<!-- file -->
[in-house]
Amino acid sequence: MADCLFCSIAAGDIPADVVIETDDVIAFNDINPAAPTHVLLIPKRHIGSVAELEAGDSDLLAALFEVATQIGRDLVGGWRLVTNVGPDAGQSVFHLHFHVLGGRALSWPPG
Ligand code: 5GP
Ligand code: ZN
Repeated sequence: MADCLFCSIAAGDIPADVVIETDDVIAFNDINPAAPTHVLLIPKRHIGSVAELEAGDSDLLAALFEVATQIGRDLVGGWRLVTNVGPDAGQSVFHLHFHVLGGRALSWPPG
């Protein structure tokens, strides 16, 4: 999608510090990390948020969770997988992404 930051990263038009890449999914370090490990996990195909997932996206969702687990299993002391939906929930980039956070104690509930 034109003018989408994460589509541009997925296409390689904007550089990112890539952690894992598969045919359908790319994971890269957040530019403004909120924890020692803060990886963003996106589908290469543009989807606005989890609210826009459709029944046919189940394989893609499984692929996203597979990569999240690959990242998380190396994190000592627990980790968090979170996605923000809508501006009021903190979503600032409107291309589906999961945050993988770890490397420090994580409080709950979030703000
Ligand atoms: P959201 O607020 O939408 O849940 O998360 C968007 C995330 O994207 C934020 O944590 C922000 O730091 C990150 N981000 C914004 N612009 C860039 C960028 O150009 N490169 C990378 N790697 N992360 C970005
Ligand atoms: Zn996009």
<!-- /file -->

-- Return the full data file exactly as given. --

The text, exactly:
[in-house]
Amino acid sequence: MADCLFCSIAAGDIPADVVIETDDVIAFNDINPAAPTHVLLIPKRHIGSVAELEAGDSDLLAALFEVATQIGRDLVGGWRLVTNVGPDAGQSVFHLHFHVLGGRALSWPPG
Ligand code: 5GP
Ligand code: ZN
Repeated sequence: MADCLFCSIAAGDIPADVVIETDDVIAFNDINPAAPTHVLLIPKRHIGSVAELEAGDSDLLAALFEVATQIGRDLVGGWRLVTNVGPDAGQSVFHLHFHVLGGRALSWPPG
């Protein structure tokens, strides 16, 4: 999608510090990390948020969770997988992404 930051990263038009890449999914370090490990996990195909997932996206969702687990299993002391939906929930980039956070104690509930 034109003018989408994460589509541009997925296409390689904007550089990112890539952690894992598969045919359908790319994971890269957040530019403004909120924890020692803060990886963003996106589908290469543009989807606005989890609210826009459709029944046919189940394989893609499984692929996203597979990569999240690959990242998380190396994190000592627990980790968090979170996605923000809508501006009021903190979503600032409107291309589906999961945050993988770890490397420090994580409080709950979030703000
Ligand atoms: P959201 O607020 O939408 O849940 O998360 C968007 C995330 O994207 C934020 O944590 C922000 O730091 C990150 N981000 C914004 N612009 C860039 C960028 O150009 N490169 C990378 N790697 N992360 C970005
Ligand atoms: Zn996009």